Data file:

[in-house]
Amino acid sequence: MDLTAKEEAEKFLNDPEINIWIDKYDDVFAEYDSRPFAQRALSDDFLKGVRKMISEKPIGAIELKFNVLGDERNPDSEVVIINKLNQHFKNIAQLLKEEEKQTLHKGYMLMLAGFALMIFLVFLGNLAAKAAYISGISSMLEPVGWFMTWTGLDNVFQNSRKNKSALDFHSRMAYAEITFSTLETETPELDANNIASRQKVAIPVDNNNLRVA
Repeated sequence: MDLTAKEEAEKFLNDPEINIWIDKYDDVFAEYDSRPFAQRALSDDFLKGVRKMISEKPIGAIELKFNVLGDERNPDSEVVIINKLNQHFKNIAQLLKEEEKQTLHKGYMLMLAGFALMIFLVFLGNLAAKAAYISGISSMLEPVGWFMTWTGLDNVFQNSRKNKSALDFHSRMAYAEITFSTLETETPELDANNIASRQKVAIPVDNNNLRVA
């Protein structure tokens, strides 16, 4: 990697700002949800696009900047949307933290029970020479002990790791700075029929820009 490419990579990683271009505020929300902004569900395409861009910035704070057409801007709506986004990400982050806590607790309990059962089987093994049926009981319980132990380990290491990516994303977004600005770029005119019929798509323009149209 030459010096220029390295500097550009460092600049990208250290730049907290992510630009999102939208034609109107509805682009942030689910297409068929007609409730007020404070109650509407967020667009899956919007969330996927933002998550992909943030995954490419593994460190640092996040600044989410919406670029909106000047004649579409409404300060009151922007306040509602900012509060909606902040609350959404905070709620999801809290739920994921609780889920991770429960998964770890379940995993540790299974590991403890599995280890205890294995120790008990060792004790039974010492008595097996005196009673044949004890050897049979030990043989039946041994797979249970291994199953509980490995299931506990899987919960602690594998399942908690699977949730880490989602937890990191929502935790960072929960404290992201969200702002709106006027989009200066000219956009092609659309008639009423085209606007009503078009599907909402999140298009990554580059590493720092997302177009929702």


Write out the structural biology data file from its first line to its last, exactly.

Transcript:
[in-house]
Amino acid sequence: MDLTAKEEAEKFLNDPEINIWIDKYDDVFAEYDSRPFAQRALSDDFLKGVRKMISEKPIGAIELKFNVLGDERNPDSEVVIINKLNQHFKNIAQLLKEEEKQTLHKGYMLMLAGFALMIFLVFLGNLAAKAAYISGISSMLEPVGWFMTWTGLDNVFQNSRKNKSALDFHSRMAYAEITFSTLETETPELDANNIASRQKVAIPVDNNNLRVA
Repeated sequence: MDLTAKEEAEKFLNDPEINIWIDKYDDVFAEYDSRPFAQRALSDDFLKGVRKMISEKPIGAIELKFNVLGDERNPDSEVVIINKLNQHFKNIAQLLKEEEKQTLHKGYMLMLAGFALMIFLVFLGNLAAKAAYISGISSMLEPVGWFMTWTGLDNVFQNSRKNKSALDFHSRMAYAEITFSTLETETPELDANNIASRQKVAIPVDNNNLRVA
């Protein structure tokens, strides 16, 4: 990697700002949800696009900047949307933290029970020479002990790791700075029929820009 490419990579990683271009505020929300902004569900395409861009910035704070057409801007709506986004990400982050806590607790309990059962089987093994049926009981319980132990380990290491990516994303977004600005770029005119019929798509323009149209 030459010096220029390295500097550009460092600049990208250290730049907290992510630009999102939208034609109107509805682009942030689910297409068929007609409730007020404070109650509407967020667009899956919007969330996927933002998550992909943030995954490419593994460190640092996040600044989410919406670029909106000047004649579409409404300060009151922007306040509602900012509060909606902040609350959404905070709620999801809290739920994921609780889920991770429960998964770890379940995993540790299974590991403890599995280890205890294995120790008990060792004790039974010492008595097996005196009673044949004890050897049979030990043989039946041994797979249970291994199953509980490995299931506990899987919960602690594998399942908690699977949730880490989602937890990191929502935790960072929960404290992201969200702002709106006027989009200066000219956009092609659309008639009423085209606007009503078009599907909402999140298009990554580059590493720092997302177009929702």